Chapter 10: Air Farce on Tour (Or How We Came to See Canada)
As our confidence in radio grew through the latter half of the seventies, we were always looking for opportunities to hit the boards and, by 1980, we realized they wouldn't simply come to us--we had to create them. Our first taste of performing outside of Toronto taught us there was a market out in small and mid-size communities where people were eager to see entertaining shows and as eager to pay for it. But not much of a market, because the typical venue--a smallish theatre--meant a smallish return. The trick was going to be finding a way to make a tour economically viable.
We hooked up with Peter Sever, who was the founder, president, and chief cook and bottle washer of General Artists Management Inc., a small company that worked out of offices on Queen Street East, not far from CBC's five-storey design facility on Sackville Street. Peter had once managed a dance company in Toronto, and GAMI now managed individual artists--singers, musicians, and dancers--and booked their concerts and tours. This would be a change for both GAMI and Air Farce, as Peter was accustomed to dealing with a more high-falutin' level of artist than comedians, and we'd never worked with a tour promoter at all.
If we had a picture in our minds of what to expect before we met Peter, it would have been straight out of a New Yorker cartoon: someone exuding elegance, sophistication, and refinement, with impeccable manners, gesticulating with a cigarette holder and perhaps sporting a monocle. Peter was none of that. Passionate about the arts, he was meat-and-potatoes all the way, kind of rough around the edges, with the commercial instincts of a rug salesman in a souk. It was a good introduction to the economics of touring in Canada, especially for a troupe, because despite any aura of glamour that might hover over the enterprise, ultimately success comes down to squeezing every last drop of blood out of the touring stone; to have even a faint chance of making a profit, you've got to keep expenses low, low, low. If you're lucky and good, an unsubsidized troupe may even eke out a tiny profit.
Peter worked for a fee plus a percentage after expenses, so he had a keen interest in keeping costs low in order to increase profit. There was a downside to this as far as we were concerned because it meant minimal rehearsal time and maximum time on the road, "economy" accommodation and travel, and starvation-level per diems. ("What? No wine with dinner?!") We understood the wisdom of Peter's method, but we were hiring ourselves and didn't want to sleep in motels and eat at lunch counters, so after some meaningful negotiations, we arrived at a compromise: his margin wouldn't be as plump as he'd have liked (note the word "plump"; no one dreamed of margins being "fat"), and we'd be more comfortable than the casts of most travelling shows.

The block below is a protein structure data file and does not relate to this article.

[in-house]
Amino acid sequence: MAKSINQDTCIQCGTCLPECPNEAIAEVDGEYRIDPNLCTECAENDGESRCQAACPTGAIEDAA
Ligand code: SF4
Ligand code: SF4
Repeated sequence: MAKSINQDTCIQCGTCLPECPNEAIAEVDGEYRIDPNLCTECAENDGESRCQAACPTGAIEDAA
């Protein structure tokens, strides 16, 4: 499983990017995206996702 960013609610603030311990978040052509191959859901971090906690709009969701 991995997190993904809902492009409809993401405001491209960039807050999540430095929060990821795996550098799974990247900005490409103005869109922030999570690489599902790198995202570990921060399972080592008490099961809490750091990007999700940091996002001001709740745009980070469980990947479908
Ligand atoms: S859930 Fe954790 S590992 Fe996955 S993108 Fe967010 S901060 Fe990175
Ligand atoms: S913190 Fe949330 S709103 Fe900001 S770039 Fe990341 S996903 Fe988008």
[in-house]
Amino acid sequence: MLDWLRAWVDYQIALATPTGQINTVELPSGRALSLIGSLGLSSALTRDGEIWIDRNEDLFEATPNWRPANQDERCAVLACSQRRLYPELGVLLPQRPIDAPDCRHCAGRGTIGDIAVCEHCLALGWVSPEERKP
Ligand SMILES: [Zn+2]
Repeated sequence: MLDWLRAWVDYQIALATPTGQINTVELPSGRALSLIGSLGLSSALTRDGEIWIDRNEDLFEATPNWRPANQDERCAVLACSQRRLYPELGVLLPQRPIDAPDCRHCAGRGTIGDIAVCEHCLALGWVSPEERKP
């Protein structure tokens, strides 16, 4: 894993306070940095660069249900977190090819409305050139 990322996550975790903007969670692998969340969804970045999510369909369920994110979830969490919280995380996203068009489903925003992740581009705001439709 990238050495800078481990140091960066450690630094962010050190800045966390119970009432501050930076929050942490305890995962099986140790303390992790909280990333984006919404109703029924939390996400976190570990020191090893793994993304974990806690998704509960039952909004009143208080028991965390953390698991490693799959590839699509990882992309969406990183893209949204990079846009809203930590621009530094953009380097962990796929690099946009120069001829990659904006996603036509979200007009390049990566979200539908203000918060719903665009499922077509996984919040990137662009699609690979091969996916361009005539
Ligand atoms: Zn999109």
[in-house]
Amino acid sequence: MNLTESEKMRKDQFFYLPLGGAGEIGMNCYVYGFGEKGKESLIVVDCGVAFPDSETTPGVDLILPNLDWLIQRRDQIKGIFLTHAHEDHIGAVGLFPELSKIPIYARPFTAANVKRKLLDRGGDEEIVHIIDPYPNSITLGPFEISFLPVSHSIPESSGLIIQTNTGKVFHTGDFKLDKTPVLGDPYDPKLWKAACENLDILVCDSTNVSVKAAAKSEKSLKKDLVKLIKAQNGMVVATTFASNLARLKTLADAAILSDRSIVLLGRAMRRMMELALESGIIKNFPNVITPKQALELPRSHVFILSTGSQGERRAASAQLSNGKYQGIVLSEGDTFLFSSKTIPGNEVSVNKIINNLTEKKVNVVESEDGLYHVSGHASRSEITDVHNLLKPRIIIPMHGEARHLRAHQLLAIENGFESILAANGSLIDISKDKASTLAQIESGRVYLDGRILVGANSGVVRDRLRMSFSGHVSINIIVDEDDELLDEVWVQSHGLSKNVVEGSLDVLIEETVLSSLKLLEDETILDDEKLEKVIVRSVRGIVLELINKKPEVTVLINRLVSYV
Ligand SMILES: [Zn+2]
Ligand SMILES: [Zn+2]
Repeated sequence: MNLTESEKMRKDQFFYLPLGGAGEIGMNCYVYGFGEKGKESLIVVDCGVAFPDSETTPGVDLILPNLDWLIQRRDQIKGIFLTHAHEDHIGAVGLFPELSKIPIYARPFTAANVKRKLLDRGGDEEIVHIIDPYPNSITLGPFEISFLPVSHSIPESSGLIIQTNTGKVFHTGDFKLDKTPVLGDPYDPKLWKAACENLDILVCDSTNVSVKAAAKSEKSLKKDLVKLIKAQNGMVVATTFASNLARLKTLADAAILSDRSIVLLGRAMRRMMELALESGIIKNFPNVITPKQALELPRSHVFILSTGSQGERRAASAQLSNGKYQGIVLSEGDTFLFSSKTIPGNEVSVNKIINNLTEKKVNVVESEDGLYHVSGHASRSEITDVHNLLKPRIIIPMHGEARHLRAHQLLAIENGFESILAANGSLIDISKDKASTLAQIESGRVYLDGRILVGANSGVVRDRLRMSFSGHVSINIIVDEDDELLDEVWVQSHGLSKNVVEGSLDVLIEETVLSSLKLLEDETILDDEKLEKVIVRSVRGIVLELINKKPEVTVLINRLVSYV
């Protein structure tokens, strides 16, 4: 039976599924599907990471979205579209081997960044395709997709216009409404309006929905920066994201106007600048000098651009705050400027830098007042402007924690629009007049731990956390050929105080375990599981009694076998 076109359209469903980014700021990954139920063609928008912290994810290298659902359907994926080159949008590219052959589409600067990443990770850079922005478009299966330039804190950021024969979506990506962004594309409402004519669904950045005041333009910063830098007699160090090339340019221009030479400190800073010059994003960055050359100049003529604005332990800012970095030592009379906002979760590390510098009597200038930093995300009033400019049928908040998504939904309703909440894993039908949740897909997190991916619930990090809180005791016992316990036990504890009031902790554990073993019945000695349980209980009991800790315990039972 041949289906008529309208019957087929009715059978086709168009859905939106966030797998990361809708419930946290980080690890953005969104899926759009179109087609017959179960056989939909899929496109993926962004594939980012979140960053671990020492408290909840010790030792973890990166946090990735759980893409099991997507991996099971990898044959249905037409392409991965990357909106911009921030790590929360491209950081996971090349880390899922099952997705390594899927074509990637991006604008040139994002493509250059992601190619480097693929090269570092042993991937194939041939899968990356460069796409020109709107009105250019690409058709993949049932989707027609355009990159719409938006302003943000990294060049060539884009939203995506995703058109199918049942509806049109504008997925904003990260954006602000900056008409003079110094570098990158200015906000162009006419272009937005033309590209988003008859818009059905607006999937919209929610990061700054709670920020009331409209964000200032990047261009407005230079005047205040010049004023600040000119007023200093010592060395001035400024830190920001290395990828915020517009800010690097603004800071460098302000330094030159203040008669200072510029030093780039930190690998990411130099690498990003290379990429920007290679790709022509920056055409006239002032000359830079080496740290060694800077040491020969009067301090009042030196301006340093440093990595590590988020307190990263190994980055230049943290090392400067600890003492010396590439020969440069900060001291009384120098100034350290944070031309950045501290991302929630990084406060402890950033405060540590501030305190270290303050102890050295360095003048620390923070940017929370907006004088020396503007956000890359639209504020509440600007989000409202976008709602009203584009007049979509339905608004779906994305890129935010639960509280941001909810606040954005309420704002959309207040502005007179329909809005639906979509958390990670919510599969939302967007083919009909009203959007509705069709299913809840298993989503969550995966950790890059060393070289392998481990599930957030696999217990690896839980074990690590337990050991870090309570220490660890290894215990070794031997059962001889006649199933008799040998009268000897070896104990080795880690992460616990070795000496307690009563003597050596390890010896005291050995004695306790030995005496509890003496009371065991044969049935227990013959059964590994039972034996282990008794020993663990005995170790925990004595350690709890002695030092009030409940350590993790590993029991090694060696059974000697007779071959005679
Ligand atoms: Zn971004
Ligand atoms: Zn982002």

There were five of us in the cast, plus our stage manager, Ron Ward. That's six salaries, six per diems, six hotel rooms, and--the real killer when you're flying--six plane tickets every time you move from one venue to the next. By the time the tour was over, travel and accommodation would be our biggest expense. The only people sure to make a profit were the airlines.
The stress was as much mental as physical. Daily, you experienced a new environment filled with unfamiliar faces. New theatre, new stage crew, new airport, new hotel room, new restaurant, new local hosts who always arranged a post-show gathering at someone's house that you felt required to attend. That's why, after a week or so of a tour, there begins an unconscious, at first almost imperceptible, circling of the mental wagons. If you're not one of us, stay outside the boundary. Physical fatigue is easily recognizable. Your legs hurt or your arms are tired. But your brain never feels tired the way your body does, and it takes time for the realization to sink in that what's sloshing between your ears may once have been brain but is now cerebral mush. Mental fatigue manifests itself in ways that you do eventually notice. The primary signal is that you become incapable of absorbing new information. Your short-term memory disintegrates. You can't remember the name of your hotel, the name of the sponsor, what you just ate for lunch. You can't learn new lines, either. You become short-tempered and cranky. You can't sleep, but all you want to do is sleep. We had a day off in Calgary and no one got out of their bed. John managed a walk and was accosted by a hooker. The exchange went like this:
HOOKER: Hey mister, interested in a lady?
JOHN: Sure, do you know one?
We paid ourselves more than a normal cast-for-hire would probably earn because it was our show--we didn't believe another cast could perform it. The public wanted to see Roger, Don, John, Dave, and Luba, not people they didn't know. Excerpted from Air Farce. Copyright (c) 2011 by Roger Abbott and Don Ferguson. Excerpted with permission of the publisher John Wiley & Sons Canada, Ltd.